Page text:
The catalyst preferably comprises as noble metals palladium and/or platinum or compounds of these metals; preferably it comprises palladium, supported on an oxidic material such as aluminum oxide or silicon oxide or carbon. Particular preference is given to the use of palladium-containing catalysts on carbon.
The content of noble metal on the support material can be varied within broad ranges from 0.01 to 5% by weight. Preference is given to a content of from 0.1 to 3% by weight, particular preference to from 0.5 to 1.5% by weight.
The hourly charge of the catalyst with starting material can be in the range from 0.05 to 4 liters of liquid per liter of catalyst. An hourly charge from 0.1 to 1 liter of liquid is expedient, a charge of from 0.2 to 0.5 liters per liter of catalyst is particularly expedient.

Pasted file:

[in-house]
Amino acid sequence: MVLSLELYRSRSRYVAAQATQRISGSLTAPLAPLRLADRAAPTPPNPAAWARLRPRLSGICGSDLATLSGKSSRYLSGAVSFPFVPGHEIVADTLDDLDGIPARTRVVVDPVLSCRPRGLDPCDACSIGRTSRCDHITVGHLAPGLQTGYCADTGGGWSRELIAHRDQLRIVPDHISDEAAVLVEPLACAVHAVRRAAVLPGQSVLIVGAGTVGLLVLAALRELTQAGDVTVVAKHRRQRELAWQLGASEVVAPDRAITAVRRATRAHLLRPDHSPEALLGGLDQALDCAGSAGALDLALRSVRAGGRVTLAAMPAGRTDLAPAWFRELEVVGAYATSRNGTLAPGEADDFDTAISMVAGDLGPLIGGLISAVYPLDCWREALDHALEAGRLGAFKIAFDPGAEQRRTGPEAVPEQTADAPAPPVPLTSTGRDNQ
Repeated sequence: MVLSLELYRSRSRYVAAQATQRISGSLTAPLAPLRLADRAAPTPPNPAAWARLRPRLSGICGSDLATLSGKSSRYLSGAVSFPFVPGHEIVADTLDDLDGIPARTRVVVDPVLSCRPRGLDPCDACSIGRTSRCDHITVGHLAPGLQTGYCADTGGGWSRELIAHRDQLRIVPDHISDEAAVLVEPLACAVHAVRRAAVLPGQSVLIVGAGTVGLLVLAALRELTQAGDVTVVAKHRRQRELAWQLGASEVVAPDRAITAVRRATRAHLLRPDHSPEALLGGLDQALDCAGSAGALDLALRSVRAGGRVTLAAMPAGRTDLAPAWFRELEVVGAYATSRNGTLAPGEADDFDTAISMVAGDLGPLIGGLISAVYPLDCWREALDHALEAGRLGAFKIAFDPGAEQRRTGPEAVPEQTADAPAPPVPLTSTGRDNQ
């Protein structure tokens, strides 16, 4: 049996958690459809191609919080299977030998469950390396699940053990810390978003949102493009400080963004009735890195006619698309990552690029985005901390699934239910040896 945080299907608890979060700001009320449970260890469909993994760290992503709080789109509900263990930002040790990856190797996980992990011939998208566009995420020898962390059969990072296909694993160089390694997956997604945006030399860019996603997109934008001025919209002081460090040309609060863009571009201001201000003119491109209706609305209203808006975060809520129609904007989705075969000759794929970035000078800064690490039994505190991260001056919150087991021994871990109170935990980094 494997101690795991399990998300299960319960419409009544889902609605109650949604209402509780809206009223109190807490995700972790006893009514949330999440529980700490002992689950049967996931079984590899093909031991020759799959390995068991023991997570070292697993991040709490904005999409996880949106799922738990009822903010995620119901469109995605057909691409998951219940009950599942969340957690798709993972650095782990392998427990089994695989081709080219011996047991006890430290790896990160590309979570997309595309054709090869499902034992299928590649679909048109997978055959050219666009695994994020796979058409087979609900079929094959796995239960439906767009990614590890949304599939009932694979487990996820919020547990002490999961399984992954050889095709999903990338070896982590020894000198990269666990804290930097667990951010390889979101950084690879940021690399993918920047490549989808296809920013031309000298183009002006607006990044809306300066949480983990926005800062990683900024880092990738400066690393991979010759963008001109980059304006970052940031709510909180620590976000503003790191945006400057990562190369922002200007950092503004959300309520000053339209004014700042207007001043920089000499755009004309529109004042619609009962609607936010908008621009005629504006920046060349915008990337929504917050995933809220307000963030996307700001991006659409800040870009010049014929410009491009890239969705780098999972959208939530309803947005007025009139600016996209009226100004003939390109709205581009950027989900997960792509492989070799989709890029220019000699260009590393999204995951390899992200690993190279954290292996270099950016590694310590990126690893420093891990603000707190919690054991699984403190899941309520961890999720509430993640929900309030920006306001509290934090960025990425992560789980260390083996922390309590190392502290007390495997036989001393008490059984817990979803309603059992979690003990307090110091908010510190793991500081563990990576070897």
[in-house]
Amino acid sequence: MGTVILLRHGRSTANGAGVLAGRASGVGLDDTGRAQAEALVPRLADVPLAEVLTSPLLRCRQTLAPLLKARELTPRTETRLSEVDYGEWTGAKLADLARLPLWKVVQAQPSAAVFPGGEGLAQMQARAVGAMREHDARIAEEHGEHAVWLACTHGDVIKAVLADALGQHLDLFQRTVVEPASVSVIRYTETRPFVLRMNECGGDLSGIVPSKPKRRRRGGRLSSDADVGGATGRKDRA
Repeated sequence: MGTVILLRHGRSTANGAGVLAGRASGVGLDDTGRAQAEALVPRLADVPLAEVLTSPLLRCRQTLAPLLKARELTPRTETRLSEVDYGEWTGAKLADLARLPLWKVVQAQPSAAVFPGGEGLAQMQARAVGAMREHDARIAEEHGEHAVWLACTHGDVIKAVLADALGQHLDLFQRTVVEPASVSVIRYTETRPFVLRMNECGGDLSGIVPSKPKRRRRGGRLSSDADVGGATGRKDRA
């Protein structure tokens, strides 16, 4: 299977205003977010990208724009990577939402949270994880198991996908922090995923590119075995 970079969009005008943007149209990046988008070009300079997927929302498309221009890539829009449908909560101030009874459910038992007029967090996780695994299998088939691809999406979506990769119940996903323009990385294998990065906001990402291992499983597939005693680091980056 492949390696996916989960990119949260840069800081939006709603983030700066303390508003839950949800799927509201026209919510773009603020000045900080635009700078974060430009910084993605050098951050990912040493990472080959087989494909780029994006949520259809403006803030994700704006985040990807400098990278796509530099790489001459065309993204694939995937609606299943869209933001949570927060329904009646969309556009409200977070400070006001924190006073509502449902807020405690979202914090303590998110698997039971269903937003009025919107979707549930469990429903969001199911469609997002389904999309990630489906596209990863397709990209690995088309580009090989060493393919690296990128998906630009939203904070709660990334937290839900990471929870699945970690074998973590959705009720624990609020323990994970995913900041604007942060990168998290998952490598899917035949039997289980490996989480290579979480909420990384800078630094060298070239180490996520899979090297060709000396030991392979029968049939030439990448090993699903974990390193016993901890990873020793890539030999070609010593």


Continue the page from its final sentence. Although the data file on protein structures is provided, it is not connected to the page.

The molar ratio of nuclear monochlorinated to nuclear polychlorinated o-xylenes can have any desired value in the starting material. Preference is given to the mixture produced in the method of chlorinating o-xylene under economic aspects which has ratios from 5:1 to 1:2.
The amount of hydrogen fed is to be at least the equimolar equivalent of the molar content of chlorine in the starting material. The use of a hydrogen excess is expedient which can be from 3 to 30 times the molar amount, in particular from 5 to 20 times the molar amount, and is to be determined for the individual case as a function of the activity of the catalyst and if appropriate the degree of dilution of the starting mixture of nuclear-chlorinated o-xylenes and hydrogen with an inert gas, for example nitrogen.